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Illustration: Dante Aguilera for GIJN



Investigating in Audio: Nine Standout Podcasts from Latin America

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For a long time, investigative journalism in Latin America was dominated by traditional media platforms and aimed at a niche audience who enjoyed longform stories about corruption, bribery, and impunity scandals.

The job of telling these stories often fell to investigative teams from independent outlets, who felt compelled to strike a deal with a major newspaper, television, or radio station in order to widely publish their work. As a result, big investigations were forced to compete for space and attention in an already crowded news ecosystem. Sometimes, they got lost in oblivion.

When podcasts entered the space, they were predominantly about entertainment and celebrity gossip or talk shows more akin to a conversation between friends, and had little to do with journalism.

But things have changed. Latin American investigative journalism has adapted to new formats, expanded its audience, and has found a way to talk about complex subjects in mass-media formats. What’s more, Latin American podcasts manage to mix traditional reporting with one of the continent’s oldest genres: narrative journalism. Two styles once believed to be antagonistic, combined.

Here, we have selected nine standout investigative journalism podcasts broadcast in the past few years from across Latin America. They recount and re-examine key events, give voice to the victims of violence and repression, and explore the lives of messianic politicians. One even shares the dark plans of a drug lord in his own words.

Retrato Narrado (Narrated Portrait) / Spotify Studios and Revista Piauí 

Country: Brazil

Carol Pires is a journalist who has collaborated with investigative teams at outlets like The New York Times, and is also a screenwriter who co-wrote the Oscar-nominated documentary “The Edge of Democracy.”

Image: Screenshot

Her expertise in covering Brazilian politics led to her creating Retrato Narrado, a podcast that delves into the history of Jair Bolsonaro, a retired military veteran and the former president of Brazil.

Through interviews with his neighbors, former colleagues, and government officials, and by reviewing historical documents dating back to the military dictatorship, the podcast explores the origins of the controversial right-wing politician. How did a resource-poor candidate, the same man who designed his campaign T-shirts himself, end up becoming president of the largest Latin American nation?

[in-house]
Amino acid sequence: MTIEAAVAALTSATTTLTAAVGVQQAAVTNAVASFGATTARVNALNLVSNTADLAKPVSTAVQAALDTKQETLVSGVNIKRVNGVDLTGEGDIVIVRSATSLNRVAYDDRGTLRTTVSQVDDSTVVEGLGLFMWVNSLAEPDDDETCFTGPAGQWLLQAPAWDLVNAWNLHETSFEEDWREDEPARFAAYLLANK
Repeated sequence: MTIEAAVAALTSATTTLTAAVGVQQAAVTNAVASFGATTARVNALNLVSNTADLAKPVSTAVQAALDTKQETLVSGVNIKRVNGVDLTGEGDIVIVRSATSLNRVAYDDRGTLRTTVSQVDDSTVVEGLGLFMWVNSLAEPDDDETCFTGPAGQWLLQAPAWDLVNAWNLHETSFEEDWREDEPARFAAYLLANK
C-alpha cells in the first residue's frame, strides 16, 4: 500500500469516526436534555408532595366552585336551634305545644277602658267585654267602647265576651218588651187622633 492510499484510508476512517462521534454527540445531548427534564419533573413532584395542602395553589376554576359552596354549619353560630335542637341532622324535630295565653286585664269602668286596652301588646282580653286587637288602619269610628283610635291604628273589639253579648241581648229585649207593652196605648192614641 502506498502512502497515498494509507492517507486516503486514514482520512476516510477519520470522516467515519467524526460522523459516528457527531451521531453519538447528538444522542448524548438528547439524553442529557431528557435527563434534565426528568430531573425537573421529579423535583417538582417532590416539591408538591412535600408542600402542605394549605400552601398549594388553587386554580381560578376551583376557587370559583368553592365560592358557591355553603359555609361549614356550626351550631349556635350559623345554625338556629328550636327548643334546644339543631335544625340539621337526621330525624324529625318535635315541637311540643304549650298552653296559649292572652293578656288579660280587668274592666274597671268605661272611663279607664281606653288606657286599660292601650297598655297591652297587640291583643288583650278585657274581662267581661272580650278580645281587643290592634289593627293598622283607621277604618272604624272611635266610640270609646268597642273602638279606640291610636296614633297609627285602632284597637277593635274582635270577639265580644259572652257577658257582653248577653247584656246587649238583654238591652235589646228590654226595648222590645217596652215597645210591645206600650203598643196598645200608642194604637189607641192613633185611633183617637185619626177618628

Pires manages to reconstruct notable moments in his rise to power, such as the time back in 1988 when Bolsonaro flew a kite filled with electoral pamphlets from a building’s rooftop. The goal was to reach a nearby army base, since after all, his first backers were from the military, like himself.

Después de Ayotzinapa (After Ayotzinapa) / Adonde Media and partners

Country: Mexico

Image: Screenshot

Kate Doyle, an analyst on US policy in Latin America for the pro-transparency nonprofit National Security Archive, is well-known for her work on the construction of historical memory and for spearheading the declassification of official documents. Thanks to her, citizens in Latin America have been able to fill the voids left behind. This is also how Doyle and the reporter Anayansi Díaz-Cortés managed to reconstruct — through previously unpublished testimony of family members, witnesses, retired police officers, and interviews with the former case prosecutor — the story behind the kidnapping of 43 students from Ayotzinapa, Mexico.

In this podcast, Mexican journalist Olivia Zerón narrates the disappearance of those students, the Mexican government’s failed investigation into what happened to them, and the parallel research conducted by international experts that revealed that the truth was yet to be told.

¿Quién Mató a Anna Cook? (Who Killed Anna Cook?) / Podium

Country: Chile

For five years, Chilean journalist Rodrigo Fluxá and his team analyzed 400 pages of official documents, gathered audiovisual files from across the country, and carried out 100 interviews to try and answer the question: who killed the DJ Anna Cook?

Image: Screenshot

Ana María Villarroel González — who used the stage name Cook — was admitted to a hospital in Chile on August 2, 2017, after spending a night with friends at the house where she lived. She was taken to hospital by her landlord, who said at the time that he didn’t know her real name. Despite the mysteries surrounding her case, the investigation was initially closed having concluded that her death was due to an overdose with no third parties involved. The story created controversy in Chile, with some fearing her death was a hate crime targeting Cook, a lesbian, with others criticizing what they saw as the failure of the justice system to mobilize in cases like hers.

This podcast reconstructs, through conversations between a journalist and her editor, Cook’s last hours, what she was like, and delves into the key people in her life. They even managed to interview, for the first time ever, three of the people involved with the case, to try and understand what happened to the 26-year-old artist.

Sin Control: El Universo de Javier Milei (Out of Control: The Universe of Javier Milei) / El País and Anfibia

Country: Argentina

Juan Luis González, a political journalist and writer at Argentina’s Revista magazine, recalls his first contact with Javier Milei in 2021, when Milei was just a member of the national legislature who admitted to talking to his dead dog. But despite his eccentricities, Millei was also, step by step, building a new right-wing movement in a country that lived through a far-right military dictatorship in the late 1970s and early 1980s.

Image: Screenshot

In 2023, González published his book “The Madman” (“El Loco”), an in-depth investigative story delving into Milei’s world. With him leading the investigation, El País and Anfibia created the podcast Sin Control: El Universo de Javier Milei. Through the testimony of Millei’s friends, militants, political adversaries, and specialists, and by analyzing the politician’s speeches, the podcast reveals how a candidate known for going viral on TikTok managed to create a digital following that ultimately propelled him to the presidency and Argentina’s Casa Rosada.